Now, there are, in fact, more women than men in the population; there are far more people among us more who have no more than modest power, and we are quickly discovering that LGBTQ+ people are much more numerous than we have been told and the non-white population may soon outnumber the white population. And any one time, the number of people who are veterans or serving in the armed forces is less than 15% of the population.  But that only states the demographics, not the norm. The norm remains primarily straight, white, Puritan/Christian, warrior men of power (especially economic). And that means, that despite our attempts to change things, the perspectives arising from that norm continue to pervade the society.

Distrust, bigotry, discrimination and disenfranchisement of people who do not represent that norm is “normal.” Misogyny, racism, homophobia, and the Christianization of society are “normal.” The dis-education and miseducation of those not part of the norm is “normal.” Using the very genuine fears of the working class, minorities, and women to divide the masses of people and thus more easily rule over them is “normal.” The idea that success is to be defined in terms of wealth is “normal.” The idea that everyone has the same opportunities to achieve that mythological thing we call the “American Dream” is “normal.” The idea that problems can be best resolved through force is “normal.”

Now we have tried over the years to change some of those things, but progress is always slow and still fragile, as the recent election demonstrates. The things we do to create greater equality for all, to promote justice and protect the rights of those who have less power to protect them for themselves,  and to seek more peaceable solutions to our problems, are called “normalization,” or “normative behaviors.” That is, they are things we do to create new norms that better reflect our diversity, our stated American ideals, our rights, privileges and responsibilities as members of society. But our social behaviors, our laws, our public images of ourselves in the media and our demographics all change more quickly than our norms do.

So electing a non-white President did not change the norm of whiteness as the perspective through which we see things. The Supreme Court decision on same-sex marriage, Roe-v-Wade, and the striking down of laws that would require the teaching of “Intelligent Design” in public school science classes, for a few examples, did not usher in a new secular norm. Women still have less access to power, non-whites and non-Christians are still marginalized, and it is still “normal” to proclaim one’s patriotism while waving the flag of a nation that went to war against the United States, and lost. We still think that the more firepower we have, the safer we are.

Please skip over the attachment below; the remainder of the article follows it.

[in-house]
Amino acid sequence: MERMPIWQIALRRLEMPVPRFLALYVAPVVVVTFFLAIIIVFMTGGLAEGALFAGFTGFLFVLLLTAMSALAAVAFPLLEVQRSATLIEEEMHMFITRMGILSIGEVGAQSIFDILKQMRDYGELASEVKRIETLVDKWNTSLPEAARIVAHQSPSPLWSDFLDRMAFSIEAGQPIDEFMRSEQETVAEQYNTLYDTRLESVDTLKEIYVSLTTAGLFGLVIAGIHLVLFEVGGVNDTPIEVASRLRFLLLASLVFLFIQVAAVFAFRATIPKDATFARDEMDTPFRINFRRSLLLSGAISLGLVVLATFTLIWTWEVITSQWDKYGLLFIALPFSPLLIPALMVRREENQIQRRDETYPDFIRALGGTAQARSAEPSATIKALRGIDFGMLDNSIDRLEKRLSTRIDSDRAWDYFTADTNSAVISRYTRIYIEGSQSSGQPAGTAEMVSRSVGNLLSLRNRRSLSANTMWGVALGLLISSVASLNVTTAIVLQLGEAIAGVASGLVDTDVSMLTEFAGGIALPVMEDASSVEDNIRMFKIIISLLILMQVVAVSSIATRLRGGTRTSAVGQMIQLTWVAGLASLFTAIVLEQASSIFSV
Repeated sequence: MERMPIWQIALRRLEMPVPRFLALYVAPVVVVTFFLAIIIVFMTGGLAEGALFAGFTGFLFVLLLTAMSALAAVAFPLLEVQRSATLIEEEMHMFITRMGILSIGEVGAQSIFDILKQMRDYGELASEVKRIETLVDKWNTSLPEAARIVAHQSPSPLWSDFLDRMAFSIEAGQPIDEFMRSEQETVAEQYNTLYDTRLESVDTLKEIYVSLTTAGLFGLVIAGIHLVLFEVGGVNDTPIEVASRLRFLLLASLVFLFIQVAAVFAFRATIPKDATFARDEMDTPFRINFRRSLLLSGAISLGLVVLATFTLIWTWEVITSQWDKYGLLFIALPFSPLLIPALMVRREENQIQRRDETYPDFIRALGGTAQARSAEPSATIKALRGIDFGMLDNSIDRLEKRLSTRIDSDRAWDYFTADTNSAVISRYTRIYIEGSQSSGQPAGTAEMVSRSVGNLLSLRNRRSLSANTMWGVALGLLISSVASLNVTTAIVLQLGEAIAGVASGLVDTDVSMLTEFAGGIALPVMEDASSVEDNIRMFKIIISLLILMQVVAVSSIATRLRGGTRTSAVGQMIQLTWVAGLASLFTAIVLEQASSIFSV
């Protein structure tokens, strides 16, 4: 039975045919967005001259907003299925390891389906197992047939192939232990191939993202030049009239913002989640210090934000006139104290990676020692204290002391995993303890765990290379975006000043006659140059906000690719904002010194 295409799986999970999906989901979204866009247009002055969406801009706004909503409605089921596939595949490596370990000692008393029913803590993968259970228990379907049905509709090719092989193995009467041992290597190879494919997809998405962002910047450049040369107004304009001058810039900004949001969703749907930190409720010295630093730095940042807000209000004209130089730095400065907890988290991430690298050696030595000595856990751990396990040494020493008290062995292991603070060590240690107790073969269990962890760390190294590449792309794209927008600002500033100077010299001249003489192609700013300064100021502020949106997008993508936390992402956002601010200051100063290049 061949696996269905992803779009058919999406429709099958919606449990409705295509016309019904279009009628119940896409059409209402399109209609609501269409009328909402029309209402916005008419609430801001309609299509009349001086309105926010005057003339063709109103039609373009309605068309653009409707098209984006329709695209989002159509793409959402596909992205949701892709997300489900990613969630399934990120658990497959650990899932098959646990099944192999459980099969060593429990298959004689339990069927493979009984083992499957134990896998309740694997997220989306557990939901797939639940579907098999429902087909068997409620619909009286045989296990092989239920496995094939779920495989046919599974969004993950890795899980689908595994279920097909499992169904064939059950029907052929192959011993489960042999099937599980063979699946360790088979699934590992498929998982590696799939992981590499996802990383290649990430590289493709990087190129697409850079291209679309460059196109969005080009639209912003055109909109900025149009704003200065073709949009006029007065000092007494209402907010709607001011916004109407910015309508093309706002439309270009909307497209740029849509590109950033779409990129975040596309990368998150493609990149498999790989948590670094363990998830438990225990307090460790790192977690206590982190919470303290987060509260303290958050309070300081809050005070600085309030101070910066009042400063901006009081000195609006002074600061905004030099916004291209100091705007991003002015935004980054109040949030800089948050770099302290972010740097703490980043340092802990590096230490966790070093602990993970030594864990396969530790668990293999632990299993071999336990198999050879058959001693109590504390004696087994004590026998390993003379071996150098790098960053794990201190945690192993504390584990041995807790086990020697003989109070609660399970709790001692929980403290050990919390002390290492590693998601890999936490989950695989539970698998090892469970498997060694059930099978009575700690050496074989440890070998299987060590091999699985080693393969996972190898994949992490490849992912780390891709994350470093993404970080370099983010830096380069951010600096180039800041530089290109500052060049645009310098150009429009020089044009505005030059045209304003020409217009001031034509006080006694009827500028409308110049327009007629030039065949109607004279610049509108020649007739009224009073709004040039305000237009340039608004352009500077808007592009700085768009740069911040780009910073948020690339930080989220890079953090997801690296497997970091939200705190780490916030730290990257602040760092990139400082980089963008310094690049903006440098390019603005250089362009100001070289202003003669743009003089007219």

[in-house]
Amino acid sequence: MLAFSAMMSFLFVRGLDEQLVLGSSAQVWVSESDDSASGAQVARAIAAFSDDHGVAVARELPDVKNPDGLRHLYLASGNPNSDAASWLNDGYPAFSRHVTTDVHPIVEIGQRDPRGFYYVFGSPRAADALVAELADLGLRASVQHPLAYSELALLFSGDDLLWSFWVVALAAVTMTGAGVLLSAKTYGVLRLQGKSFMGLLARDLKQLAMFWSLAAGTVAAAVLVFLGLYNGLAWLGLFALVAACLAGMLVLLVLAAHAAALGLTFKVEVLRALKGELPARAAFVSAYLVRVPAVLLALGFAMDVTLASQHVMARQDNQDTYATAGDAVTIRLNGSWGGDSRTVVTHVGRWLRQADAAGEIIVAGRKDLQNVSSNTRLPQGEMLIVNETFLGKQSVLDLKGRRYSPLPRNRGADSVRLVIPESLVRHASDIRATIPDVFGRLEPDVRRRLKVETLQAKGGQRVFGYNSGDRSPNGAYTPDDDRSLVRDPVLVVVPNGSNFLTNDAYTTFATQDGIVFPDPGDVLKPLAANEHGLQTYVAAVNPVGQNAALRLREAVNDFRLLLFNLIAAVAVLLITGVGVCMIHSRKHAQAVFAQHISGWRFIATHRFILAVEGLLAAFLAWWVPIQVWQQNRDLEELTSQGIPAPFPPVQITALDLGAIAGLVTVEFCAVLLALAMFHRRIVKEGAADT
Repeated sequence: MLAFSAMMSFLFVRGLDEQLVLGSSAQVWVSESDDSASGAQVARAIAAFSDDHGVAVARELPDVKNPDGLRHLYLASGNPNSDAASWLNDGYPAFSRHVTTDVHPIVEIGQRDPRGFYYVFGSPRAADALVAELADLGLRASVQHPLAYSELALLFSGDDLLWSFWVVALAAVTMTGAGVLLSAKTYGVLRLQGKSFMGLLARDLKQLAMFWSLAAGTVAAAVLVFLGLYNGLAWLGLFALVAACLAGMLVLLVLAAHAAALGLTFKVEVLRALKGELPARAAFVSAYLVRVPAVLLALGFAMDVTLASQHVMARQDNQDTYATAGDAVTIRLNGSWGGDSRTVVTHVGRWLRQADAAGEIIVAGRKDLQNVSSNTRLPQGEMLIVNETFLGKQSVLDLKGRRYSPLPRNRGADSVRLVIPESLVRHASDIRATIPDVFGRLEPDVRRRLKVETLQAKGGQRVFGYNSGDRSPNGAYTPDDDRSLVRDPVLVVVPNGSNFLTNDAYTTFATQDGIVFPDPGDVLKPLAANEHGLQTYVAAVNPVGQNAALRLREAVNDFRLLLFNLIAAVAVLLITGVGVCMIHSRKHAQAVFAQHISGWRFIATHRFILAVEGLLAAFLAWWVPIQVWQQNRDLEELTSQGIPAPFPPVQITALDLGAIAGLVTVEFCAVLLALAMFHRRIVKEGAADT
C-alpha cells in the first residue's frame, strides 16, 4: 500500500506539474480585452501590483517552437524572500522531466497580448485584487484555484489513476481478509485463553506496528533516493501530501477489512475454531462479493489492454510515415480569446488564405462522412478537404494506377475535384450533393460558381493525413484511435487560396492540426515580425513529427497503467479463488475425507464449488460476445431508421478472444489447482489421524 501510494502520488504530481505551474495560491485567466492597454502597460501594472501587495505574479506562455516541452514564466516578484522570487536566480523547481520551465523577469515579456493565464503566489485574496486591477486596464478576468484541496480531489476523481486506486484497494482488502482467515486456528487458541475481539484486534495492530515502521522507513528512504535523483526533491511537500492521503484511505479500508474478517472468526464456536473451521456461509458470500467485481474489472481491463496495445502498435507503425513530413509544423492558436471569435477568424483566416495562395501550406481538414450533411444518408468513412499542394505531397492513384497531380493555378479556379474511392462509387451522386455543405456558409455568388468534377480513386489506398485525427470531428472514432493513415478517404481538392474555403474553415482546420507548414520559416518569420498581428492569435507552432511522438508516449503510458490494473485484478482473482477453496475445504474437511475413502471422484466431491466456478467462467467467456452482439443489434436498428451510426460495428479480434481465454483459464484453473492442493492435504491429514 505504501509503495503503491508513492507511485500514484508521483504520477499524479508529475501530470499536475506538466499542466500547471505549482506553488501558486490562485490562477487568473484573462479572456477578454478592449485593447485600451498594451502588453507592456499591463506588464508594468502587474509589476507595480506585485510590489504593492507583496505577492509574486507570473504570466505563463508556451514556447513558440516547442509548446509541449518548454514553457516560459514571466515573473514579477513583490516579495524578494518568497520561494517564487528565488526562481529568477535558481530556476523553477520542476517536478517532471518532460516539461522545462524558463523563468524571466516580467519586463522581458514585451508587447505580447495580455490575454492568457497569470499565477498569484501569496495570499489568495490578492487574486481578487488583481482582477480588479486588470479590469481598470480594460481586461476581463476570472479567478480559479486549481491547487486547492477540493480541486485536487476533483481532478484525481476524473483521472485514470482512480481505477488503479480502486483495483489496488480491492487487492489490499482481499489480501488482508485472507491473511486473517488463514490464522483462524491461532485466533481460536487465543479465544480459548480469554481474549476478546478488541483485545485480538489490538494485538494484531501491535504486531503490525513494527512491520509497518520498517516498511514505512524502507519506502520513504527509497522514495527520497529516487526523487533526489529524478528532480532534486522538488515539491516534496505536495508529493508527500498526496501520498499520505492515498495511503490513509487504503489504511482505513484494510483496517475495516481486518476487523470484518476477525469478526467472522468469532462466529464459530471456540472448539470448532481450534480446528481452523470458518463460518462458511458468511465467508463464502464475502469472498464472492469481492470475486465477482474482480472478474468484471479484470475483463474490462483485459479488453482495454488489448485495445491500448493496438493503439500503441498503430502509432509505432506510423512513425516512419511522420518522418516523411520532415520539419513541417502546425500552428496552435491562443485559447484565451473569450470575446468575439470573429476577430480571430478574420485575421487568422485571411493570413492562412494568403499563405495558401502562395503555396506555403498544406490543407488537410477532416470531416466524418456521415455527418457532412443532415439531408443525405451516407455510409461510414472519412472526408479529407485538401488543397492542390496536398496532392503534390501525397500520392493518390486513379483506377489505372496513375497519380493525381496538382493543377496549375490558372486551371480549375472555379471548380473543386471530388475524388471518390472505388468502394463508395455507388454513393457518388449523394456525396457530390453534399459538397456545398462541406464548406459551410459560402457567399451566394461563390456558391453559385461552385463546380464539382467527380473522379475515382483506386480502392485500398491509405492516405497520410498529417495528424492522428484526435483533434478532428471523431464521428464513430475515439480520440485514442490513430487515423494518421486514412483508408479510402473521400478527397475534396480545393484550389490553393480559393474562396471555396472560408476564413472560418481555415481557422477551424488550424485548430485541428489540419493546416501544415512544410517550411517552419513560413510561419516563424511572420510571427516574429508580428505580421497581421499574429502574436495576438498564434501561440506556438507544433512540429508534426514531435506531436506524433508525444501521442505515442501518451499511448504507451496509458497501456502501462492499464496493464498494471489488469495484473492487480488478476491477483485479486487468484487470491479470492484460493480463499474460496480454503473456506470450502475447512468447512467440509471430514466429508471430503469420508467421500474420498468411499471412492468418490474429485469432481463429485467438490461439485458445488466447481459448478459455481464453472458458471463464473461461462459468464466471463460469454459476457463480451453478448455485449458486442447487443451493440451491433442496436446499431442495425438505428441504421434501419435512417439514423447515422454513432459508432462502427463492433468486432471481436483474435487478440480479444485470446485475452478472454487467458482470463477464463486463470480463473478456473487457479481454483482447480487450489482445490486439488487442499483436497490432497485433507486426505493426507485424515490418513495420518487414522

When we try to normalize something, we are trying to create it as a norm. We are saying that this behavior or this idea is to be expected, that it defines us as a society and a culture, that this is now the perspective from which we will evaluate and express our public and official actions.

So, what we are really seeing around us now is not the normalization of bigotry, of white supremacy, of male dominance and privilege in the affairs of the nation; we are seeing an attempt by that “normal” perspective to roll back the normalization of those things that threaten it. It is not the normalization of racism that threatens us, it is the de-normalization of diversity. It is not the normalization of misogyny, it is the de-normalization of the idea that the feminine is in all ways the equal of the masculine. It is not the normalization of xenophobia or homophobia or religious prejudice, it is the de-normalization of acceptance, tolerance, and cooperation. It is an attempt to say that who we are becomig is not who we are; an attempt to say that who we are is embodied in the worst of who we have been all along.

SUPERMAN NEEDS LEX LUTHOR: The Problem with Superheroes

In PeaceAble, Politics on December 9, 2016 at 12:34 pm

Another superhero movie, another blockbuster. America seems to really love its costumed crusaders for truth, justice and the American way. Of course, in this case the American way would seem to be to hope a superhero comes along to take care of the problem. The superhero myth is a powerful one, but there are at least five serious problems with it.

  1. They don’t really exist. So we have to create them.

Okay, by the time most of us have reached the tween years we are fully aware that Superman and Spiderman and Batman and the rest are just comic book stories. But that doesn’t keep us from wishing they did exist; perhaps even wishing that we could be bitten by a radioactive spider, or have a lot of cool, clever gadgets to hang on our belts and make us invincible. Since neither of those things are ever going to happen, we look for substitutes for our superheroes: soldiers, explorers, inventors, policemen and firefighters, of course; but also politicians, celebrities, sports figures, the equally mythological American cowboy, and whatever larger-than-life personality has currently captured our attention. For some people, even their religious figures are cast as superheroes to be called upon in times of crisis.

And in the absence of a clear superhero, individuals may rise up and try to claim the title. The politician will present himself as the only one who can solve all the problems, vanquish all the enemies; and he doesn’t even need to say how it will be done, only convince us that he, and he alone, can do it. The NRA tells us that there are superheroes among us, good guys with guns, who are our only defense against whatever new evil may suddenly threaten us.